1 year ago

specification constitute


we could find unknown

we could find unknown attributes – such as metadata – in the wild. Type checking failed on 1391 files, either because our type subset was too restrictive or because the files had indeed incorrect types (Fig. 19). normalized 8993 files type checking type error 1391 files type checked 1429 files Figure 19. Validation after normalization. graph checking no error found 1427 files Discussion. We found several reasons for type errors to occur in real-world files that are not malicious. First, type constraints seemed to be too restrictive in some cases. For example, objects that represent fonts include a wide range of attributes, but there are 14 pre-defined fonts for which these attributes are standardized. To ensure compatibility between the two kinds of fonts, the specification states that the additional attributes shall either be all present or all absent. However, we found files where only some of these attributes were present. These files are not compliant, but this is probably a mistake rather than an intentional error, and PDF readers cope with such errors in practice. Second, we found files with spelling mistakes. For example, some object contained the name /Blackls1 (with a lowercase ‘L’) whereas the specification requires /BlackIs1 (with an uppercase ‘i’). In fact, the specification is itself distributed as a PDF file and such names are written in a sans-serif font, with makes it difficult to distinguish the two letters, hence the mistake. Another example was the misspelling /XObjcect instead of /XObject. We hope that our tool can provide feedback to PDF producers by pointing out these mistakes, and thus improve them. Also, a new normalization stage could be developped to clean up these inconsistencies. Versions of the format. Some type constraints of the specification are related to the PDF version that is used, because new features were added and others were deprecated over time. We did not perform these checks, because they add a lot of complexity to the analysis and current PDF readers usually implement the features without strictly checking that they are allowed in the announced version. 6.5. Graph checking Of interest, 2 files contained errors at graph level. These errors were related to their outline structure. In one case, all nodes of the outline tree referred to the root as their /Parent attribute, instead of their respective parents. In the other case, the linked-list was only singly linked, i.e. nodes specified a /Next link but the /Prev link counterpart was missing. Filter Proportion Supported of the files by CARADOC /FlateDecode 98.2% yes /DCTDecode 49.5% no /CCITTFaxDecode 14.2% no /ASCII85Decode 5.4% no /LZWDecode 3.5% no /JBIG2Decode 2.7% no /JPXDecode 2.6% no /ASCIIHexDecode 1.0% no /RunLengthDecode 0.1% no Figure 20. Stream filters used in practice (8993 files). 7. Future work Although our approach provides a reliable basis at the structural level, there remains a few limitations for a comprehensive validation of PDF files. The format is inherently complex, because it allows to include various forms of elaborated objects. Let alone JavaScript code, that by itself turns PDF into a Turing-complete format, one can include images, videos, fonts, etc. Some of them are essential to a document format and should be validated as a priority: vector graphics, fonts and images. 7.1. Streams Streams can be encoded with a wide range of filters (Fig. 20). Currently, we do not check most of them because the inherent complexity of compression formats goes beyond the scope of our work. Thanks to a library, we support the /FlateDecode filter, that corresponds to the ZLIB algorithm, because it is often used in object streams, that we needed to decode in the normalization process. However, badly encoded streams with uncommon filters – such as /JBIG2Decode – have been used in practice by malware creators to further obfuscate malicious payloads [12], [31]. Thus, checking the proper encoding of streams is essential for the validation process of PDF files. 7.2. Content streams The graphical content of each page is encoded as a sequence of commands wrapped inside a content stream. These commands encode geometrical primitives and follow a specific grammar that should be validated as well. Since our type checker already provides the list of objects that are content streams, a new validation module for them would fit well within our workflow. 7.3. Higher-level features To fully validate PDF files, we also need to check the consistency of embedded images and fonts. Recent vulnera-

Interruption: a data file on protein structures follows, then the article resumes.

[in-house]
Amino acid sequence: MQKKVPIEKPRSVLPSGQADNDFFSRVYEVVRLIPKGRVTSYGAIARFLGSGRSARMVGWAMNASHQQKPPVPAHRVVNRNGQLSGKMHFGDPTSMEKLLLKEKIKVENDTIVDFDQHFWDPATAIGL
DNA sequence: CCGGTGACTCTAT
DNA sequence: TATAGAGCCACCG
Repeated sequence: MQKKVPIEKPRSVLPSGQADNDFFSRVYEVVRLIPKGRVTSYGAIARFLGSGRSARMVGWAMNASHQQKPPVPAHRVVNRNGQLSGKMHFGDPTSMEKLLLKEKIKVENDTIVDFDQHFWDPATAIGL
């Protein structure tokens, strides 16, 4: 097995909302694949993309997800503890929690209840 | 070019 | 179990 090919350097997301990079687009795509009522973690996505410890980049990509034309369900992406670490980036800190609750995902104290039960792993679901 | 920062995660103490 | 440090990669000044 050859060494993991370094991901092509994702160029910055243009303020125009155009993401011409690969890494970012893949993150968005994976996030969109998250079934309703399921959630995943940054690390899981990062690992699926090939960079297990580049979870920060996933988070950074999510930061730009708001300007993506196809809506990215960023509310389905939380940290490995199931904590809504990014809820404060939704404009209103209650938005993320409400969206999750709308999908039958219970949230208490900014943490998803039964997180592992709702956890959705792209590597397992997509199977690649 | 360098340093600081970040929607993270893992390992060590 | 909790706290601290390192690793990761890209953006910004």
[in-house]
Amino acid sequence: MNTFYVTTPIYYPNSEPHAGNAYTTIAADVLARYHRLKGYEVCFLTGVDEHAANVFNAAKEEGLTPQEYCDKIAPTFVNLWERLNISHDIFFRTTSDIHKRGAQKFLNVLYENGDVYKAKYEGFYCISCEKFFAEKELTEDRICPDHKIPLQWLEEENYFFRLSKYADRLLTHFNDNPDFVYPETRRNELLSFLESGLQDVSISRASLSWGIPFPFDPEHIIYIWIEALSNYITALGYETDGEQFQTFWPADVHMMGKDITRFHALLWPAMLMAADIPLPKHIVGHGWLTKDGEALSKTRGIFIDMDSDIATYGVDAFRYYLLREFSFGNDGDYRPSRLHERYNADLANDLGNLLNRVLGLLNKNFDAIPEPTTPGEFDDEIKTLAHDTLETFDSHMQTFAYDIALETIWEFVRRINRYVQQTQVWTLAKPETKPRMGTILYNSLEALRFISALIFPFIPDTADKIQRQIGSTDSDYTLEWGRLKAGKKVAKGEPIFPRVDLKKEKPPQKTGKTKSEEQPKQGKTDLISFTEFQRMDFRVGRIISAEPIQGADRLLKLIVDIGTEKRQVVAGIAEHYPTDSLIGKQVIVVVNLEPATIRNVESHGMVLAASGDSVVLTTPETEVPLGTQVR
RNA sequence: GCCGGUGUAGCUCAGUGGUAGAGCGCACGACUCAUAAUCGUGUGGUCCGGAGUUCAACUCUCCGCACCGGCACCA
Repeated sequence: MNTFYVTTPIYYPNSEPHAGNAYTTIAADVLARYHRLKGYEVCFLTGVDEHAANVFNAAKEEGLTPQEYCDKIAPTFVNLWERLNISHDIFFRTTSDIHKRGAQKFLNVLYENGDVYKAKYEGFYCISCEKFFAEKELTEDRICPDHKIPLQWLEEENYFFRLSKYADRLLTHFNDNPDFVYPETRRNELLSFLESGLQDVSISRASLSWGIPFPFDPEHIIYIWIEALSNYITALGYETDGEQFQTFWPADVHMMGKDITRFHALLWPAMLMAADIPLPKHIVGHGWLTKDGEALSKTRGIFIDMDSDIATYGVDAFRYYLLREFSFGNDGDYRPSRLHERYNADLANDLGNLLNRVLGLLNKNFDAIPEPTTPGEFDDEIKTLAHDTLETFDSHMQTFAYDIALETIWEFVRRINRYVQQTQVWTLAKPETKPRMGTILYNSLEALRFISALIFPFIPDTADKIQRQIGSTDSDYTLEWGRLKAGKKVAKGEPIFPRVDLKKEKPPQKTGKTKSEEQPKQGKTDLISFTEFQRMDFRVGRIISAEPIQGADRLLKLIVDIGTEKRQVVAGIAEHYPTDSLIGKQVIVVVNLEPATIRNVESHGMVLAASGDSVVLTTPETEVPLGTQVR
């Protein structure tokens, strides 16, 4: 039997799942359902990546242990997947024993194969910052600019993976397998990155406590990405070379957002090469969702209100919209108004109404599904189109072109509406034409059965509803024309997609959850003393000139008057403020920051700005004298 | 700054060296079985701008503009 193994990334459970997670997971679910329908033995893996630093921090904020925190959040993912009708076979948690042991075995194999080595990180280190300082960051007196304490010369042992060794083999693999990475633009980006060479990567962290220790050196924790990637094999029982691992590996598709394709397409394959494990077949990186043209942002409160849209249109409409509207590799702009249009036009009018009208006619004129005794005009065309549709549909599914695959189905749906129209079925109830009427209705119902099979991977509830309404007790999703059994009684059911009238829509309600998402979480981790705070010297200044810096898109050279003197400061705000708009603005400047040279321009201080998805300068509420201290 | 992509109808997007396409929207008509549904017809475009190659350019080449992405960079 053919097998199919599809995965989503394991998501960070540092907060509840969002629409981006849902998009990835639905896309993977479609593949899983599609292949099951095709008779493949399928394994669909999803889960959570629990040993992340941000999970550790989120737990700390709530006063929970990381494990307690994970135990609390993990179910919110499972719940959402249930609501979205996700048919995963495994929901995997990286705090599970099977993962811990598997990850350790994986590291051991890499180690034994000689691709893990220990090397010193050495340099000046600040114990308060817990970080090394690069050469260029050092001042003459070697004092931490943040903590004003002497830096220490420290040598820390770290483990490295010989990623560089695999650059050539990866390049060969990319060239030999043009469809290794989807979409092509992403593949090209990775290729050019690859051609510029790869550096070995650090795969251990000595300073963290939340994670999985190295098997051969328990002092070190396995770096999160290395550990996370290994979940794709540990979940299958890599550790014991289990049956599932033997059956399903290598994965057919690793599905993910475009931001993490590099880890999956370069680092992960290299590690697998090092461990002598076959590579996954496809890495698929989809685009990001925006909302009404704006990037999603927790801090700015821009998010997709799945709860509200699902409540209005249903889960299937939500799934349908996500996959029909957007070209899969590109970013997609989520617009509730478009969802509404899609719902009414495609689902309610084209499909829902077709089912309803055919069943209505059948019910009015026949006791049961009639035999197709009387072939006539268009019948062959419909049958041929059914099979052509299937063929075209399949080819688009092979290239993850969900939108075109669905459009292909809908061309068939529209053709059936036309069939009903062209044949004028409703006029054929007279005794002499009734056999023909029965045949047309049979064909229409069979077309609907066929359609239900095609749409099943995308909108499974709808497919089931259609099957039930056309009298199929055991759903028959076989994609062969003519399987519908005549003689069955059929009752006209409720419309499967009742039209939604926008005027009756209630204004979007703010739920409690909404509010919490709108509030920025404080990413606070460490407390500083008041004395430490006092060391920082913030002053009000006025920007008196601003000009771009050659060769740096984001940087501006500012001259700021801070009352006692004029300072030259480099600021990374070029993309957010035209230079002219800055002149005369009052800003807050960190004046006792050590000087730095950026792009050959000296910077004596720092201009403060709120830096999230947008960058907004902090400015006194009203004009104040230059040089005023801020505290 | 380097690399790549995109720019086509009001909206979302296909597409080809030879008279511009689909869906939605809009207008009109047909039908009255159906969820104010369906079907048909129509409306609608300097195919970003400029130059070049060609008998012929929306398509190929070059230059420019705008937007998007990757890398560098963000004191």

ilities have been uncovered in the parsing of fonts, notably on WINDOWS for which this is done in kernel space [16], [24]. PDF files with embedded fonts are another channel to deliver malicious content. Likewise, existing analyses on JavaScript content could benefit from our reliable parser and type checker. In fact, JavaScript code can be embedded in many locations: in the catalog, in pages, in an embedded XML file, etc. Contrary to previous approaches that only target a blacklist of locations that may not be exhaustive, a type error will be reported in our framework if we forget to implement one of these types, which hinders the risks of evasion. 7.4. Prospects Our proposition helps improving PDF-manipulating software at two levels. First, at generation level, our formal grammar can be leveraged to ensure that produced documents can be unambiguously parsed. Generators could rely on it to increase the portability of their tools, because errors can be spotted in advance, directly at the development step. Second, at parsing level, CARADOC provides a reliable parsing of documents that can serve many purposes, not restricted to the security goal. Since any unsupported feature can be reported as an error, tools that use it are safer and more reliable. Objects can also be extracted from a PDF file and provided to third-party tools for further investigation. This allows to validate a wider range of content without integrating them directly within CARADOC. 8. Related work 8.1. PDF validation Some existing tools were written to validate PDF files. The JHOVE framework [14] is a Java application intended to validate conformance of files to various formats, among which JPEG, GIF or XML. Validation of PDF files is also supported through the PDF-HUL module [15]. Files are checked for well-formedness at a syntactic level and for validity of some criteria at document level, including some tree structures. However, the performed checks are not comprehensive and follow a blacklist approach: non-supported structures are considered valid by default. For example, we were able to create an ill-formed file that caused a crash on some readers but was nevertheless reported as “well-formed and valid” by PDF-HUL. On the contrary, we believe that our approach provides stronger guarantees, because at type checking level, we flag non-supported types as suspicious by default. Our syntax restrictions are also easier to verify. Apart from that, many tools exist to validate conformance of files to the PDF/A standard. This subformat of PDF is intended for long-term archival of documents and requires additional properties, such as mandatory embedding of fonts inside the file. For example, the VERAPDF project 6 6. is expected to provide an open-source PDF/A validator in a near future. However, the PDF/A standard mostly enforces properties at feature level and these validators do not really take the syntax nor the structure of the file into account. 8.2. PDF analysis Other tools were written to inspect, modify and manipulate PDF files, such as ORIGAMI [28], PEEPDF [8], PDFTK [26], PDFMINER [32], PDFBOX [20] or PDF TOOLS [34]. They are useful to handle valid files, but they chose to implement custom parsing code and to attempt to cope with syntax errors. As a matter of fact, most of these parsers mix input data checks with processing logic that do not belong to the validation process, which is a well-known anti-pattern leading to security vulnerabilities [25]. In these so-called shotgun parsers, the data and parser computations are intricated and become very context-sensitive, which leads to a drastic increase of reachable states inside the program, including unwanted or dangerous ones. As we showed earlier in this paper, such parsers could be tricked by targeted syntactic errors due to their internal discrepancies. Objects could be misinterpreted or worse, silently ignored, which is conducive to evading the validation step where object internals are checked. With limited guarantee at syntax level, these tools are therefore unsuitable for validation and analyses built on top of them are not reliable from a security point of view. To overcome these limitations, adding more validation logic to their parsing code would make the analysis of all the computation paths untenable, with detrimental results due to the increased complexity. On the contrary, our approach offers a generic way to transform the grammar into a parser that can be used for validation of files but also for extraction purposes. Thus, CARADOC could be used as a building block for more complex analyses. 9. Conclusion In this article, we have studied the low-level structure of PDF files, to analyze how the parsing step might go wrong when interpreting a document. We first crafted invalid or ambiguous files to test existing libraries and viewers, which led us to uncover several bugs – currently under review – in these implementations. Then, we proposed a set of rules that define a restriction of the original PDF specification, to reduce ambiguities at the structural level. Finally, we implemented CARADOC, a validation tool to check our rules in a real-world context. The first obtained results are promising, since our tools could validate a significant part of our corpus. While we already identified areas for improvement, we also found several cases where rejection was the correct verdict. Moreover, we are convinced that providing a robust parser is the required first step to allow for higher-level analyses as those already existing. Contrary to previous studies, that usually started with a parsed abstract syntax tree, we do not consider the parsing